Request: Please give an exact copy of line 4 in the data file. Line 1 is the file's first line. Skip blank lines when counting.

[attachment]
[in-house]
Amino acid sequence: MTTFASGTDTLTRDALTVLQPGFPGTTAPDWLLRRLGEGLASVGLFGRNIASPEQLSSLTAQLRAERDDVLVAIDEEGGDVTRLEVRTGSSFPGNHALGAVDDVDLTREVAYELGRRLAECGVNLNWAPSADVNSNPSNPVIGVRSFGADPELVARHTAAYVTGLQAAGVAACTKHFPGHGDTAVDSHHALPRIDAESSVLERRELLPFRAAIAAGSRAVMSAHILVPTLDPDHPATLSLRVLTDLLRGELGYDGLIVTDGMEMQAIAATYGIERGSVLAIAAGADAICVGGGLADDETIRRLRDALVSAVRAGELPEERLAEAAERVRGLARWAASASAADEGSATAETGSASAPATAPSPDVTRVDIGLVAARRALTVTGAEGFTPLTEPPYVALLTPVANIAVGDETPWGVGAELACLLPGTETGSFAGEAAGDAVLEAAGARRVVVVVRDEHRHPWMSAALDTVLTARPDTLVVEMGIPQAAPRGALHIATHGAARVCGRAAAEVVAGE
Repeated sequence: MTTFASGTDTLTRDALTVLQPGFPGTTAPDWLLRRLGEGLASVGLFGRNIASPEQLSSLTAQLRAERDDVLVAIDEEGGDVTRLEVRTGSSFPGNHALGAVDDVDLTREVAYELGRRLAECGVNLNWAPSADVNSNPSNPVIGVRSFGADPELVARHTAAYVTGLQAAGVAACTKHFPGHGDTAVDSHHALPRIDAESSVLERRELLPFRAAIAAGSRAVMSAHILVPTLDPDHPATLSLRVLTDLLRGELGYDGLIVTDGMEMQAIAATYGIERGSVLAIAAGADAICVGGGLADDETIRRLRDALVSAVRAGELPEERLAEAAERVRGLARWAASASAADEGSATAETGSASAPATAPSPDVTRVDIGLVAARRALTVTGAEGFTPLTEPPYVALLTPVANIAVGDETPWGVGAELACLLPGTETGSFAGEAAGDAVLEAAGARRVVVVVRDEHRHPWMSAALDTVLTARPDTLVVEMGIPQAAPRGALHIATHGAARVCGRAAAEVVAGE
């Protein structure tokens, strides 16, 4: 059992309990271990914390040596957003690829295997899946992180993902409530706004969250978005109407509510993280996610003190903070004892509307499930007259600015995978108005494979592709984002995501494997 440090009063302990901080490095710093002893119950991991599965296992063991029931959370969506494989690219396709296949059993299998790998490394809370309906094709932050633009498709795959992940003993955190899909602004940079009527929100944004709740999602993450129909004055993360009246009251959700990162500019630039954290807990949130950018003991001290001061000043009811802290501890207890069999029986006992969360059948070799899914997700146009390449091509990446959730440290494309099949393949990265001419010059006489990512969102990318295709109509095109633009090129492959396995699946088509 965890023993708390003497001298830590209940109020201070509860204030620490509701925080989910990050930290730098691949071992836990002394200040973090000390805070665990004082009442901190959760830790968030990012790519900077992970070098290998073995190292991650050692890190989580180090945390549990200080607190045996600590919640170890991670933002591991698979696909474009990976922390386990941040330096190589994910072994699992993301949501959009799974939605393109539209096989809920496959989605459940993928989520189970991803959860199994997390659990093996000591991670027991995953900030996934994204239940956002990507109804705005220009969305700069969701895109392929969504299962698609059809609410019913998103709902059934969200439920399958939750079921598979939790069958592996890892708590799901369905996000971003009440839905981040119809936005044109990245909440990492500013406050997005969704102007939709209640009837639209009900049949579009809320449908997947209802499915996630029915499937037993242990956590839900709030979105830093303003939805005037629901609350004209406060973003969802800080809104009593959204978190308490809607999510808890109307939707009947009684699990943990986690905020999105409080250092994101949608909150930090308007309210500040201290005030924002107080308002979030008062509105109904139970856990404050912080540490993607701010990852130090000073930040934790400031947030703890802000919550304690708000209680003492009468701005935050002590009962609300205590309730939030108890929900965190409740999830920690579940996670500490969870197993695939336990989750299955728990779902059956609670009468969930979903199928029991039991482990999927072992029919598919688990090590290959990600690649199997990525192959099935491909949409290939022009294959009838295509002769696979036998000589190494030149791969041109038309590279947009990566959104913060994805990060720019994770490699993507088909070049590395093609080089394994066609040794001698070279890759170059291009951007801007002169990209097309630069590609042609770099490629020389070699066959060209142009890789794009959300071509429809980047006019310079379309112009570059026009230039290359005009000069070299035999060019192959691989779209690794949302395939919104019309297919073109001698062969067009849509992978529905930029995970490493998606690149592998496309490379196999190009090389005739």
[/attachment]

């Protein structure tokens, strides 16, 4: 059992309990271990914390040596957003690829295997899946992180993902409530706004969250978005109407509510993280996610003190903070004892509307499930007259600015995978108005494979592709984002995501494997 440090009063302990901080490095710093002893119950991991599965296992063991029931959370969506494989690219396709296949059993299998790998490394809370309906094709932050633009498709795959992940003993955190899909602004940079009527929100944004709740999602993450129909004055993360009246009251959700990162500019630039954290807990949130950018003991001290001061000043009811802290501890207890069999029986006992969360059948070799899914997700146009390449091509990446959730440290494309099949393949990265001419010059006489990512969102990318295709109509095109633009090129492959396995699946088509 965890023993708390003497001298830590209940109020201070509860204030620490509701925080989910990050930290730098691949071992836990002394200040973090000390805070665990004082009442901190959760830790968030990012790519900077992970070098290998073995190292991650050692890190989580180090945390549990200080607190045996600590919640170890991670933002591991698979696909474009990976922390386990941040330096190589994910072994699992993301949501959009799974939605393109539209096989809920496959989605459940993928989520189970991803959860199994997390659990093996000591991670027991995953900030996934994204239940956002990507109804705005220009969305700069969701895109392929969504299962698609059809609410019913998103709902059934969200439920399958939750079921598979939790069958592996890892708590799901369905996000971003009440839905981040119809936005044109990245909440990492500013406050997005969704102007939709209640009837639209009900049949579009809320449908997947209802499915996630029915499937037993242990956590839900709030979105830093303003939805005037629901609350004209406060973003969802800080809104009593959204978190308490809607999510808890109307939707009947009684699990943990986690905020999105409080250092994101949608909150930090308007309210500040201290005030924002107080308002979030008062509105109904139970856990404050912080540490993607701010990852130090000073930040934790400031947030703890802000919550304690708000209680003492009468701005935050002590009962609300205590309730939030108890929900965190409740999830920690579940996670500490969870197993695939336990989750299955728990779902059956609670009468969930979903199928029991039991482990999927072992029919598919688990090590290959990600690649199997990525192959099935491909949409290939022009294959009838295509002769696979036998000589190494030149791969041109038309590279947009990566959104913060994805990060720019994770490699993507088909070049590395093609080089394994066609040794001698070279890759170059291009951007801007002169990209097309630069590609042609770099490629020389070699066959060209142009890789794009959300071509429809980047006019310079379309112009570059026009230039290359005009000069070299035999060019192959691989779209690794949302395939919104019309297919073109001698062969067009849509992978529905930029995970490493998606690149592998496309490379196999190009090389005739």